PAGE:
Choosing the Best Option

Choosing the Best Option

Determined by wind, tides, available bait and structure being fished are keys to finding spring coastal fish.

Story and photography Danno Wise

For Texas coastal fishermen, April typically signals the start of speckled trout “season.” Although big trout hunters have been active throughout the winter and early spring, the fourth month of the year is when fishermen typically start getting numbers of solid keeper trout to go along with some super-sized specks.

True, this spring may feel a little different as a result of February’s freeze event. Nonetheless, the speckled trout will likely still be tops on anglers’ target lists this month. As is often the case this time of year, there will be plenty of spots to find and ways to catch spring specks.

April is time of transition as water and air temperatures continue to rise throughout the month. The warming temperatures encourage more activity and also see fish begin changing their locales. As a result, anglers can expect to find specks in a variety of terrain this month. Many fish will begin to move into the shallows. However, there will still be numbers of specks in channels and along channel edges, as well as around reefs, bridges, production platforms and other mid-bay structures. Back lakes and marsh areas will also be holding fish.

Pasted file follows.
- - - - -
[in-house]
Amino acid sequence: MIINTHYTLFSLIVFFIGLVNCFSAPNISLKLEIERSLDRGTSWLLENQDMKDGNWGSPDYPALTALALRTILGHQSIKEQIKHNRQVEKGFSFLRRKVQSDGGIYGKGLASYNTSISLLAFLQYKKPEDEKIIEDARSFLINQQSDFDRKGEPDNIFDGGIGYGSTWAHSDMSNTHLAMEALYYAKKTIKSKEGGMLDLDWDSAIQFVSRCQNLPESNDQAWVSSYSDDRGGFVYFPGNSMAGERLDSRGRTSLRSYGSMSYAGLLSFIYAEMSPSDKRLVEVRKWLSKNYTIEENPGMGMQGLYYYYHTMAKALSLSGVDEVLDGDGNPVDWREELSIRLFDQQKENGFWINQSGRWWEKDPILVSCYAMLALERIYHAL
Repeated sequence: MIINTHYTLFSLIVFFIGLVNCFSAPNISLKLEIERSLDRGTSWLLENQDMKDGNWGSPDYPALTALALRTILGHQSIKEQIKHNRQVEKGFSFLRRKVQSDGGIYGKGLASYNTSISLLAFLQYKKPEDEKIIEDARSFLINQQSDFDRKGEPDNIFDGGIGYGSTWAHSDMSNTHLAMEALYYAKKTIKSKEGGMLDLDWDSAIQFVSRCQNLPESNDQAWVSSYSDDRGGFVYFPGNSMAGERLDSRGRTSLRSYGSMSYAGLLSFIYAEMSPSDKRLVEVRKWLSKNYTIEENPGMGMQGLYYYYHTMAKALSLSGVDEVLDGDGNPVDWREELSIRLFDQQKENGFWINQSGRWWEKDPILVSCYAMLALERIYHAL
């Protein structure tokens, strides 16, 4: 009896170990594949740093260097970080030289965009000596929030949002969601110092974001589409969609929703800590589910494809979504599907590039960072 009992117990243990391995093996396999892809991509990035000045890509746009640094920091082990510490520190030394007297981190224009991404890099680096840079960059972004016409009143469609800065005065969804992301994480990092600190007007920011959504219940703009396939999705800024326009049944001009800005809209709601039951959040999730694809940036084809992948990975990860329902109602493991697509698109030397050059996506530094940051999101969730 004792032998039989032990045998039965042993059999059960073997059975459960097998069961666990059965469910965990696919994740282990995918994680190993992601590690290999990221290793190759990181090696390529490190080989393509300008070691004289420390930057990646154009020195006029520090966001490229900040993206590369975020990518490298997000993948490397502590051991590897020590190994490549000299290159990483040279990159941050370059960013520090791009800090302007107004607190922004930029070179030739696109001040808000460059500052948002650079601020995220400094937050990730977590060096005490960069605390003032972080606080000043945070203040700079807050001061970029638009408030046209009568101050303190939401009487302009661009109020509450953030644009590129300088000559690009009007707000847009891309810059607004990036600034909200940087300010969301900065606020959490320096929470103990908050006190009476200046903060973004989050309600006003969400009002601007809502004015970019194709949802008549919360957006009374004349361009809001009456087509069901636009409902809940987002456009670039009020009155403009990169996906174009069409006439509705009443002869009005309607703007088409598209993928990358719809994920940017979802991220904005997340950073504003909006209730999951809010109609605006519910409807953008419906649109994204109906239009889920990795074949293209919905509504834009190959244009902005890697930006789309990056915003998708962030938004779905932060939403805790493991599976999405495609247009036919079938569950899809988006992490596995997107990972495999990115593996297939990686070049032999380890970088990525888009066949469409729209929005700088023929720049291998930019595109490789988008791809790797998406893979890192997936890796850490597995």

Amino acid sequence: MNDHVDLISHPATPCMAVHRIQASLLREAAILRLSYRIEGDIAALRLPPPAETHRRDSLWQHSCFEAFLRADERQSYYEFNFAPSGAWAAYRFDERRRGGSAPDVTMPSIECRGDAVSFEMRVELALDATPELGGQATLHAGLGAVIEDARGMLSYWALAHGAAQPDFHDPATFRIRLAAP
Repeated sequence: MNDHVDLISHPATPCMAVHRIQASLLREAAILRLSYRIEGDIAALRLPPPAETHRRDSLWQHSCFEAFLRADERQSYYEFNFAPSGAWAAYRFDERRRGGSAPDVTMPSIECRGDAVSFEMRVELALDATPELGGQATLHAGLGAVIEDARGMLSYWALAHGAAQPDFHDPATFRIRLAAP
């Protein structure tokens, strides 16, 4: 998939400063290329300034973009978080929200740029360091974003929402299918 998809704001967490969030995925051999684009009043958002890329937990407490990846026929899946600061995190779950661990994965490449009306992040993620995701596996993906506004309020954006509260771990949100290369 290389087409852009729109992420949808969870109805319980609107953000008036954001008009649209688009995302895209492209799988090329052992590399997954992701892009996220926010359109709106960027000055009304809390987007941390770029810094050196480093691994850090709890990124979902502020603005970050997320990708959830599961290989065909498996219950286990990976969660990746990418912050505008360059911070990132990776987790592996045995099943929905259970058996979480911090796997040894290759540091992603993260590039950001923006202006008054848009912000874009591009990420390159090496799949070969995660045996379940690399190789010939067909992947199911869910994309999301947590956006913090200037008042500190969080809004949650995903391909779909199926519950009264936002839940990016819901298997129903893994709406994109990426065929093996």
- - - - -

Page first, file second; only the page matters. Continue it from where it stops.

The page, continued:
By this time of the spring season, bait will also be more prevalent. The year’s hatchlings of shrimp, crab and various baitfish will be filling Texas bays. As a result, fish will have a variety of prey items to choose from. Quite often, they are hyper-focused on whatever prey item is prevalent in that portion of that bay on that day and won’t hit anything else. So, anglers need to be aware of what bait is on the menu for a given day and adapt their offerings – both natural and artificial baits – to match.

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